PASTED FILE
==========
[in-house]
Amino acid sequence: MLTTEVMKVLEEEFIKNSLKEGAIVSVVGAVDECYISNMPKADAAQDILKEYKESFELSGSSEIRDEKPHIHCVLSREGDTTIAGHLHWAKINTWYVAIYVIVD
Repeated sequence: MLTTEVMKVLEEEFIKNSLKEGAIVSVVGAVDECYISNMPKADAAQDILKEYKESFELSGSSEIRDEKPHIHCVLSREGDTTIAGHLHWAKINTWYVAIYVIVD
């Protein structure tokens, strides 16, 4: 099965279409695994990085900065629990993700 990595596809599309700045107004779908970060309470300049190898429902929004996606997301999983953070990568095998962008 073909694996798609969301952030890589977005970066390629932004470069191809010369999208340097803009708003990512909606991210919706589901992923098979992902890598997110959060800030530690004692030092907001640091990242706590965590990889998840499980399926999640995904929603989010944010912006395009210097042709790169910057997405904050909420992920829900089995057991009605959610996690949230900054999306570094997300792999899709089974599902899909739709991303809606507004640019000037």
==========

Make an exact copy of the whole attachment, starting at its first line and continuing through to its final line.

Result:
[in-house]
Amino acid sequence: MLTTEVMKVLEEEFIKNSLKEGAIVSVVGAVDECYISNMPKADAAQDILKEYKESFELSGSSEIRDEKPHIHCVLSREGDTTIAGHLHWAKINTWYVAIYVIVD
Repeated sequence: MLTTEVMKVLEEEFIKNSLKEGAIVSVVGAVDECYISNMPKADAAQDILKEYKESFELSGSSEIRDEKPHIHCVLSREGDTTIAGHLHWAKINTWYVAIYVIVD
């Protein structure tokens, strides 16, 4: 099965279409695994990085900065629990993700 990595596809599309700045107004779908970060309470300049190898429902929004996606997301999983953070990568095998962008 073909694996798609969301952030890589977005970066390629932004470069191809010369999208340097803009708003990512909606991210919706589901992923098979992902890598997110959060800030530690004692030092907001640091990242706590965590990889998840499980399926999640995904929603989010944010912006395009210097042709790169910057997405904050909420992920829900089995057991009605959610996690949230900054999306570094997300792999899709089974599902899909739709991303809606507004640019000037």